Using the term “Man Up” is something you should be very careful in using, it is the most inappropriate thing to say to anyone, and why people who are struggling with life, end up giving up on life. Read below then again tell me to Man Up!

My wife was hit by a drunk driver many years ago, although her pain is always there. We were in two separate cars that day, she was behind. After a toilet a stop, we took off for the 2hr trip back home. Just 5 minutes into the trip we went over a hill. Looking back after I had gone over the top, I noticed my wife had not come over the hill. I knew something was wrong and within an instant, my mind remembered the t-intersection I just past. I turned around and went back over the hill to see a mess of twisted car flung off the side of the road. There she was, my love and my life squashed in a steal shell, in pain, semi unconscious and bleeding badly. I wanted to kill the driver no doubt, but I could not leave my wife’s side or let go of her hand. Without going into the story as it upsets me greatly to this very day, and most likely a key driver of my cynical view point of people/leaders/organizations, and why they do unsafe stupid things that cause great harm to other innocent people.

My wife was flown by helicopter to Brisbane (Australia). My wife nearly died the first week as she lay there looking like an anorexic strapped to a bed with hoses and crap coming out everywhere. She nearly died before they had a chance to brace her broken back with titanium rods that stuck out from her skinny body, before they had a chance to take bone from her hip to fuse her broken back, before they had a chance to cut out a large section of her bowl that spilt, before they fixed her smashed up face and teeth.

You want to use a story to say man up, to seize the day, to take a risk…what risk, risk of being stupid and placing your foolish attitude in the trajectory line of someone who is kind, does not drink, swear, put down anyone, the first to help anyone, who is pure in heart and who did not deserve this.

My wife would love to be able to seize the day, but she is a broken woman with much pain caused by an idiot.

Don’t frame me as anything, until you know my story. I am a cynic for this very reason, and my aim in life if to protect and save as many people as I can from the stupidity that does.

Dave CollinsJanuary 19, 2014 at 11:45 AM responds

I am not sure what you are trying to do here and correct me if I am wrong – it seems that you are actually agreeing with the premise of article but fighting hard not to?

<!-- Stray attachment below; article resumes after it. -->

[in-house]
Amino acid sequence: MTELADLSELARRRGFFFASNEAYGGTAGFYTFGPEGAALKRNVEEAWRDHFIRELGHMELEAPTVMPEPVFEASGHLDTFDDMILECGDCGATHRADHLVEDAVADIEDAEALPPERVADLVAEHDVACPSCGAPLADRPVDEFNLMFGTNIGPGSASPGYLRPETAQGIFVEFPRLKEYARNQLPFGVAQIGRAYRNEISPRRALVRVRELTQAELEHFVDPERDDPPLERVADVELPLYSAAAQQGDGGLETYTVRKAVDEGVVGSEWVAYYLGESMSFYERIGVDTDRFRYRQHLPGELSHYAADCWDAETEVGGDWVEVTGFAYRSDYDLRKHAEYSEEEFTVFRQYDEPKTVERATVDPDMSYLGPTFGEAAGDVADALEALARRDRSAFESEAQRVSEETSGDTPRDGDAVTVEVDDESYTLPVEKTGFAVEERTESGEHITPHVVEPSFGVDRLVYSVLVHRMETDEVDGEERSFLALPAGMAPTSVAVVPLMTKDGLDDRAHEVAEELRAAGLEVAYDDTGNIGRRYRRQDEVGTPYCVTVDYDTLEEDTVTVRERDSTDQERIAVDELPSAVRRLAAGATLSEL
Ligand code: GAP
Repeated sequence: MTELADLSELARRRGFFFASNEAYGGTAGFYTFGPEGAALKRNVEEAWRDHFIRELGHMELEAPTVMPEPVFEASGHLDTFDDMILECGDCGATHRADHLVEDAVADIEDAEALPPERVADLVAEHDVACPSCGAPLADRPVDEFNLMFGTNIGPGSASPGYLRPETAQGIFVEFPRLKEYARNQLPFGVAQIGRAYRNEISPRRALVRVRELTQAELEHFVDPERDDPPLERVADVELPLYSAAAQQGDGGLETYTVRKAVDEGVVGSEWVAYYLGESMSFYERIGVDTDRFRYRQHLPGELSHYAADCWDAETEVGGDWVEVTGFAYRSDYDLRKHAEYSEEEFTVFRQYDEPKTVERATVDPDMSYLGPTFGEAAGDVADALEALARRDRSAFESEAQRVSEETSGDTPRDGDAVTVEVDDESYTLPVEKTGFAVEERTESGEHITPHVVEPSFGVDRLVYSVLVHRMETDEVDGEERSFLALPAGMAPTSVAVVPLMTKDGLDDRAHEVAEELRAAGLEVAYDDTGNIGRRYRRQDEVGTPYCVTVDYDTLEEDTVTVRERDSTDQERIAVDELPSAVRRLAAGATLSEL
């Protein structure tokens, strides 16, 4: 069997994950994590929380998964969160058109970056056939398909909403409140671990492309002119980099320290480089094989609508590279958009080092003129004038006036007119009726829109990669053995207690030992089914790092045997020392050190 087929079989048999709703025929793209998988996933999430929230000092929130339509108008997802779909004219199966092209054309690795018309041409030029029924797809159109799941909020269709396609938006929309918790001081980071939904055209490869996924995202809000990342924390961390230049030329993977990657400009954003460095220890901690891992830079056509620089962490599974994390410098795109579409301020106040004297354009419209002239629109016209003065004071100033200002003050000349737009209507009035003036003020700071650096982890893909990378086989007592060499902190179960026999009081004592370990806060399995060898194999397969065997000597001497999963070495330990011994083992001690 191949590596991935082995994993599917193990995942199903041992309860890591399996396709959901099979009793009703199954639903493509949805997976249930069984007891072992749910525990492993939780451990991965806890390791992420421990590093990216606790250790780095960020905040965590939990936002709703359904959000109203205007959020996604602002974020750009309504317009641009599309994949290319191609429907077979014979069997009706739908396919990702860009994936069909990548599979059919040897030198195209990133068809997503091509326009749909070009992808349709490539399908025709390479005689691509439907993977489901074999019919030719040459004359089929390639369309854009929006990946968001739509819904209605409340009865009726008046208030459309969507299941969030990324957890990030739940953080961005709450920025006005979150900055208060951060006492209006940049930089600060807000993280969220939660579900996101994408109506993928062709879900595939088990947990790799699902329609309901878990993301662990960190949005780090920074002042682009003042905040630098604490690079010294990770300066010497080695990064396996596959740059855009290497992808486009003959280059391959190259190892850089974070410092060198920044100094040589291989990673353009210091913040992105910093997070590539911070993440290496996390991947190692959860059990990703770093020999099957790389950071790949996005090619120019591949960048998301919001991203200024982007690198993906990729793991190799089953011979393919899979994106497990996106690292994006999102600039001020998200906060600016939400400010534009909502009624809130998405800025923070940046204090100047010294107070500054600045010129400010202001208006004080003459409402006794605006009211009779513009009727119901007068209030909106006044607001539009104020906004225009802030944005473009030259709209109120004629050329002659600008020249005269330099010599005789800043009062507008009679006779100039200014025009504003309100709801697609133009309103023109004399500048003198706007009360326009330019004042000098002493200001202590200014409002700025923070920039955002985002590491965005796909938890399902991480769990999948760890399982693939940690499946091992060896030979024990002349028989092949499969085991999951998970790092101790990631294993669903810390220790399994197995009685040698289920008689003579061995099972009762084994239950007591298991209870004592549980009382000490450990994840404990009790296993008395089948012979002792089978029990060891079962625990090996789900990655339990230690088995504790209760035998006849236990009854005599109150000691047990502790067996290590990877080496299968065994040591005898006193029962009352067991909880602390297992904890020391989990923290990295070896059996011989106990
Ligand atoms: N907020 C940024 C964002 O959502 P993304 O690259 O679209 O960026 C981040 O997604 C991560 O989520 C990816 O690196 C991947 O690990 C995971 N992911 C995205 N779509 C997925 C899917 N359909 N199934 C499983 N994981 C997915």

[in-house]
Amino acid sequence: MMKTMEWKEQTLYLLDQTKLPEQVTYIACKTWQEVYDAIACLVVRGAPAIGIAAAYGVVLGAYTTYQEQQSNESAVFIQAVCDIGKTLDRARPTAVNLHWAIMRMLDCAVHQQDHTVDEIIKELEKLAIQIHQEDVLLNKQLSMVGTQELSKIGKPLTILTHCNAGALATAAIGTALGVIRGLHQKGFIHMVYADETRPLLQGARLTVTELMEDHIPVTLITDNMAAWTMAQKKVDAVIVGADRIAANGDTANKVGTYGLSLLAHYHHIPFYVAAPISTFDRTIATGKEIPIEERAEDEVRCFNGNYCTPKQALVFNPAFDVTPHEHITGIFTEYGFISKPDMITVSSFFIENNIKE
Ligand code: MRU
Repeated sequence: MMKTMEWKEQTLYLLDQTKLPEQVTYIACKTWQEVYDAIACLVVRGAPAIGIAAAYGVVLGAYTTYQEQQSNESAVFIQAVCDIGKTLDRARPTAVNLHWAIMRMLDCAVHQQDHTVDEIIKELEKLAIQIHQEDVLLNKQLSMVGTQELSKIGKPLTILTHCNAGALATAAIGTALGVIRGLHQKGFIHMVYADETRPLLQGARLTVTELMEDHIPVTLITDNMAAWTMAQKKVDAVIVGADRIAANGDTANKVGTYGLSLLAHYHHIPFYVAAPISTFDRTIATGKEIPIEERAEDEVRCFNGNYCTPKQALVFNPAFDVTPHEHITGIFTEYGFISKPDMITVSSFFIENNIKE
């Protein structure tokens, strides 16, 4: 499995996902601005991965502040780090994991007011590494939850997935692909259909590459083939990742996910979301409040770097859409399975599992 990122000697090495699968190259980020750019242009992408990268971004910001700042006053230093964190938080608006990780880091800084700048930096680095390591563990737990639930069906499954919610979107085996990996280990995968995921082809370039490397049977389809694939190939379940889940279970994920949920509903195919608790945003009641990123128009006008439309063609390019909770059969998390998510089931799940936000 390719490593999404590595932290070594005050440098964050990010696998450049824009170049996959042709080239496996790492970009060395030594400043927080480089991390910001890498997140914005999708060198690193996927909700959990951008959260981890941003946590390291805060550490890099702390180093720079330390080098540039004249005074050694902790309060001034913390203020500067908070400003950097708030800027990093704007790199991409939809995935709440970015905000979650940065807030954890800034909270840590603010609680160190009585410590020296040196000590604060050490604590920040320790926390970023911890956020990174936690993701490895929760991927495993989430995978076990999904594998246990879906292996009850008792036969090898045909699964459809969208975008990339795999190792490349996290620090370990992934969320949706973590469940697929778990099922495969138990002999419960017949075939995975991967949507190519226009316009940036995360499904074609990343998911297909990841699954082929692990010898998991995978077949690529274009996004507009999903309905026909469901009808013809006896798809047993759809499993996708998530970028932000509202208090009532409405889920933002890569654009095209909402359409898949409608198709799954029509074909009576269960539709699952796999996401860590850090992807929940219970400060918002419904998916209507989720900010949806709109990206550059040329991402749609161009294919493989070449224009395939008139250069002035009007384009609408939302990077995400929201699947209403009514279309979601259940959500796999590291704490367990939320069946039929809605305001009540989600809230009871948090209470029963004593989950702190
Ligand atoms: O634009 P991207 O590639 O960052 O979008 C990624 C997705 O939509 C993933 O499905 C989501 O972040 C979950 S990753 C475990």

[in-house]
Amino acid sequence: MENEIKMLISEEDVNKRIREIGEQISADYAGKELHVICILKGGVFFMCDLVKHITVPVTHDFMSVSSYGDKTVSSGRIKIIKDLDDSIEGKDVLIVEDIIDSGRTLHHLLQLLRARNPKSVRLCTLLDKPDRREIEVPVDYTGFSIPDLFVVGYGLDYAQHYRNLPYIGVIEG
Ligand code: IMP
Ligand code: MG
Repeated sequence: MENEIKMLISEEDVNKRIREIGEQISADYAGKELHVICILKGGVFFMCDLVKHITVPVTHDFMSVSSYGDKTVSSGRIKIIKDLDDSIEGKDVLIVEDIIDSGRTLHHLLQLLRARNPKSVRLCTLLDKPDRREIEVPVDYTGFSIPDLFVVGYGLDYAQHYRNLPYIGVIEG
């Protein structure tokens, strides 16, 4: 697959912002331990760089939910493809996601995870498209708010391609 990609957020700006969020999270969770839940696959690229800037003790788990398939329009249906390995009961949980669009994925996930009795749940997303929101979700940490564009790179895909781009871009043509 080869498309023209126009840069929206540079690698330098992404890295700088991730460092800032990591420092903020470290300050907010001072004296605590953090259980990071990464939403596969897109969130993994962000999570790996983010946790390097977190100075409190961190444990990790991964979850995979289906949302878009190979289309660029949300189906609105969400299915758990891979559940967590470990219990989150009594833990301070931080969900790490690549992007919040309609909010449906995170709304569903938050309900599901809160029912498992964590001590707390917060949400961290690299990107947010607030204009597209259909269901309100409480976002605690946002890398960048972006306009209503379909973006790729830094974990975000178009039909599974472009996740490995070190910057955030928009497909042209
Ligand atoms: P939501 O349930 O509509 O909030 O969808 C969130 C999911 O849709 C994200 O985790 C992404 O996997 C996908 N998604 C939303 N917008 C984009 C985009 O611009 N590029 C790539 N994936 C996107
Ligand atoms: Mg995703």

I think extreme views at any end of the spectrum (cynical, optimistic, positive, negative, power, submission, religious etc, etc) are extremely dangerous. I do worry about what may have happened in the past lives or experience of extreme cynics to make them become that way and why they can’t actually enjoy their lives in general and why they can’t tolerate or simply ignore the actions of others, but rather focus on taking responsibility their own happiness and safety.

I, for one, do not wish to become a cranky old man or to continually look to blame others for my own failures and misery! As you say, in a situation of positive culture there is very little need for cynicism as there is involvement, discourse, understanding, trust and mutual respect – that is how I read the article as well.

 I don’t feel that I am qualified enough to use the term “psychology” but I have been around long enough to know that humans are complex in the way they think and behave, that nothing is simple, to expect the unexpected, that most people don’t like being told what to do, people don’t always behave the way you want them to (probably because you told them to) and that there is a positive side to every person and every situation if we have an open mind and choose to look for it.

I don’t know which psychologist or philosopher said “for things around me to change, first I must change” or “we become what we think” but it is so bloody true!!! – perhaps read the latest article by James Kell and the behavior of the other patients in his hospital ward.

I think that if someone has become a cynic due to past experiences or failures then they need to man up, take personal responsibility and look at how perhaps they failed to take appropriate action, didn’t sell the idea well enough or were just plain wrong.